Posted by Lexington Green on January 31st, 2006 (All posts by Lexington Green)
A while ago I read two interesting articles by Deepak Lal. Helen Szameuly, of this blog, and Albion’s Seedlings and her home base at the EU Referendum blog recommended Lal’s book In Praise of Empires: Globalization and Order, which I have not read yet. I’ll get to it.
The two articles were Asia and Western Dominance and In Defense of Empires , which is a short version of the book. So, even though I haven’t read the book itself, I’ll go after Lal a little bit anyway. How unfair is that? If you can’t be unfair on a blog, where the Hell can you be unfair, anyway? And do, please, read these essays, if necessary rather than this blog post. Print them out and read them on the train tomorrow. Really. They are very good. That is why I bother to bring them to your attention.
My take-away is that Lal is solid on the econ side, and on the history, pretty much. Despite being mostly good, it does seem to me that he is wrong in two important ways. First, he misunderstands how different the Pax Brittanica really was from prior, land-based empires. As a result, he generalizes about “empires” in a way that I cannot fully buy into.
(As an aside, the best book to read about comparing how the various empires functioned and how they stack up against each other, you have to read Empire: The Russian Empire and Its Rivals by Dominic Lieven, which is brilliant.)
The British Empired ruled with a relatively light hand and at relatively low cost. It imposed the most general types of rules. It only ran up the flag where that seemed necessary, and probably made just as much money on the informal parts of its empire in China or South America as it did anywhere else. The British Empire expanded by a process of “creep” at the margins, often over the alarmed cries emanating from a tight-fisted treasury. The British also bluffed a lot. Perhaps most importantly, the British wisely wound up the business when the costs got too high. They hauled down the flag, ran up a new one for the natives to salute, and scurried up the gangway and got out of town before the whole thing fell apart. They did not have anything like the French experience in Algeria, for good reason.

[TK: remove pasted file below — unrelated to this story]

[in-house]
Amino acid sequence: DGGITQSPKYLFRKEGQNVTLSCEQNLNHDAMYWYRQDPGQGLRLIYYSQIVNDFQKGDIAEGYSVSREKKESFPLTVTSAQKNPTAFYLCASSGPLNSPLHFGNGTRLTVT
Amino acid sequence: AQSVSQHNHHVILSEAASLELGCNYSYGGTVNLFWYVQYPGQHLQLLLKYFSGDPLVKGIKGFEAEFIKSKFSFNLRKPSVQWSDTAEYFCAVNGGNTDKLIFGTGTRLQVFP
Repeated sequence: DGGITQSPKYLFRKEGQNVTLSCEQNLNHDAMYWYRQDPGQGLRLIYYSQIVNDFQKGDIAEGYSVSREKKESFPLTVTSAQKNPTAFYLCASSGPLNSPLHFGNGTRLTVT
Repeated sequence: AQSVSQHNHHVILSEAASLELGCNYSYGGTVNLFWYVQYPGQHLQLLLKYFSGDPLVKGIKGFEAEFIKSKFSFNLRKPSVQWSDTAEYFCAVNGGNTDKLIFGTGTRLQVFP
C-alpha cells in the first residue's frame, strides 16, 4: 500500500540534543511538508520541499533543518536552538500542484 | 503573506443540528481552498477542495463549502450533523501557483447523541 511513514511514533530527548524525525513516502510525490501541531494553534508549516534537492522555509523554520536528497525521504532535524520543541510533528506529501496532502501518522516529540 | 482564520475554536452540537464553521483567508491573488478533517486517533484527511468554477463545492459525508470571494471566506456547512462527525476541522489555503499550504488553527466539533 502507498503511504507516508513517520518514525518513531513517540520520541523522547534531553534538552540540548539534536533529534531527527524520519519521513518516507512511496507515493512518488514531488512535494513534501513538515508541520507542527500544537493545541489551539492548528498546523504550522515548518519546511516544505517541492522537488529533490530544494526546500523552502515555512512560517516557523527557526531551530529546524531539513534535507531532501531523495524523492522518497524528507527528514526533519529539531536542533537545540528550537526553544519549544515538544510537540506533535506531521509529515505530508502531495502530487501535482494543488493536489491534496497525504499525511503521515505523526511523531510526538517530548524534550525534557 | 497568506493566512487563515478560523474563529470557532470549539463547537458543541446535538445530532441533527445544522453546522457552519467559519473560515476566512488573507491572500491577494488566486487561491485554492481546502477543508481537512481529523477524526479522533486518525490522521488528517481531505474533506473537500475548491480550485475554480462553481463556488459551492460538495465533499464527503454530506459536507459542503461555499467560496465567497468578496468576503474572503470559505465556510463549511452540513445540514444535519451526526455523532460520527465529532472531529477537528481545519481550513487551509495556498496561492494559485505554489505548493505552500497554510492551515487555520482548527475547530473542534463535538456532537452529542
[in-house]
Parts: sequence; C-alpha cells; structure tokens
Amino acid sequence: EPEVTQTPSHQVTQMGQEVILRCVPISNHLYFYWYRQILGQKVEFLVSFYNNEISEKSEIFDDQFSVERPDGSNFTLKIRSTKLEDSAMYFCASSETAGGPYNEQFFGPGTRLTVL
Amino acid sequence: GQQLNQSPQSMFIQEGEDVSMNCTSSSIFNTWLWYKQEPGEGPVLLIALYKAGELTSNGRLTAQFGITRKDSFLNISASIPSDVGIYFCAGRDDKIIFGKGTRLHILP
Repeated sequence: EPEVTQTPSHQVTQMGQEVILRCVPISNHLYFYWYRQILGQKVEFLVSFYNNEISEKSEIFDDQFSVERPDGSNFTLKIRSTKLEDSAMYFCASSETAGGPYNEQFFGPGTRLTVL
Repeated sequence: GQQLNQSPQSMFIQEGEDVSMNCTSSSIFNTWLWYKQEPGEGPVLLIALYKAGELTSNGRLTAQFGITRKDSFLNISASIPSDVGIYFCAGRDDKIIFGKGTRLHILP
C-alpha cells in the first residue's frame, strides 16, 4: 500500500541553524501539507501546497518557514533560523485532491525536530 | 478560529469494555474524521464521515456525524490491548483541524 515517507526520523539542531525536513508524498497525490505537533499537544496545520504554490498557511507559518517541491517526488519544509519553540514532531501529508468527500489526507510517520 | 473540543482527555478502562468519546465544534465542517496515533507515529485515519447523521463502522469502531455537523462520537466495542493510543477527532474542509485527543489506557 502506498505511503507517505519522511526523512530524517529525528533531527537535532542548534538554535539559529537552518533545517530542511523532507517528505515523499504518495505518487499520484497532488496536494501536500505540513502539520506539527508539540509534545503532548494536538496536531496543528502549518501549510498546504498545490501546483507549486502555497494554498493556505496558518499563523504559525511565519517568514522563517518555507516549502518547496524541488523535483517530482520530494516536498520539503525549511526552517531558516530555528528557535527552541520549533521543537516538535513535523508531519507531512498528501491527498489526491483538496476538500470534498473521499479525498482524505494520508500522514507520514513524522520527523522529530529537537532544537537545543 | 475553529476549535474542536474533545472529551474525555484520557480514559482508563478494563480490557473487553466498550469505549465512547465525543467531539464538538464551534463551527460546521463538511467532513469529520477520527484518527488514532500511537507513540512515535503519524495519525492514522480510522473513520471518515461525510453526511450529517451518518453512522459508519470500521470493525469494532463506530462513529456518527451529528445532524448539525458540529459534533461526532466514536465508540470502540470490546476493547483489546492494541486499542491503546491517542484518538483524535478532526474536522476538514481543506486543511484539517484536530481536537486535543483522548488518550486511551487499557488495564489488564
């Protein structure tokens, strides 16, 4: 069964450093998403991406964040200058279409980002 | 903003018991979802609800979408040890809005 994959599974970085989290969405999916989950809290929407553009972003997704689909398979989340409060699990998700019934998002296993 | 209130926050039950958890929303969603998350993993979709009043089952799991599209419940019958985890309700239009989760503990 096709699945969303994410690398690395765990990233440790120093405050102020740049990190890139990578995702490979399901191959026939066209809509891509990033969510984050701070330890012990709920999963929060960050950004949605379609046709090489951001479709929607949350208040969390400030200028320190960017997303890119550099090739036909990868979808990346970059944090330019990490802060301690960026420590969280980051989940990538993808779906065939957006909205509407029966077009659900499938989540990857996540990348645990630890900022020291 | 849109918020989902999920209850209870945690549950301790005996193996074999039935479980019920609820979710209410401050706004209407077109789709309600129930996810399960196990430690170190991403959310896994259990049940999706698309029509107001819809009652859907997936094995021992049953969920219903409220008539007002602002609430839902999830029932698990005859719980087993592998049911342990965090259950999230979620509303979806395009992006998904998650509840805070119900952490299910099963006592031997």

And the sorts of costs associated with winning and keeping an empire are only getting higher. Lal’s suggestion that anyone really undertake a new empire in any strong sense of the word is a century out of date, at least.
By failing to grasp this, Lal misunderstands the United States, which is more rational than he gives it credit for. We are a hegemon but we are not an empire in the sense of many of historical examples, and we don’t want to be. Moreover, in an age of cheap explosives and firearms and cellphones and the internet and television, there are no more backward, isolated places to conquer. The dirt-cheap but very destructive Iraqi insurgency shows how hard it would be to impose a real empire. A Pax Americana cannot and should not look like the Pax Brittanica, let alone a mission civilatrice or other, more heavy-handed examples of imperial rule. We are correct to want to let people rule their own affairs, but get them to buy into certain “rule sets”, to use a Barnettism. This is a rather minimalist vision, far short of “Empire”.
Lal also shows that he is coming from the “econ” side by a certain boneheadedness when it comes to political reality. Like many econ-trained classical liberals he is absolutely certain about the benefits of free trade, it is an old argument to him that should not even have to be made. So, he suggests that the USA should just “get over it” and create a free trade regime. This is an utter impossibility. The Jacksonian element in American life is what gives America the military muscle to go kill people in foreign lands, and it is the only thing that makes all this empire talk possible, that keeps us from being a vast Belgium. But that same element in our national life has no interest in righting the worlds wrongs generally. Nor does it like foreigners, or trust them, and trade is perceived as a way to gain advantage over foreigners if possible and a way to lose American jobs if it is mishandled. It is adversarial. No amount of exasperated lectures by econ profs in bow ties will change this perception. It is structural.
A good corrective to Lal, even in his short form, is Myths of Empire: Domestic Politics and International Ambition, by Jack Snyder. Snyder talks about how people come up with security rationales for some pretty far-fetched military and imperialist ventures. His discussion of the intellectual house of cards that preceded the Fashoda Incident is especially good. A little too cynical, but a good antidote for someone like me who tends to get worked up and want to send the Marines to faraway locales, unless I impose a cool-down period on myself. It is easier to get into these places than to get out of them again.
Cross-posted at Albion’s Seedlings.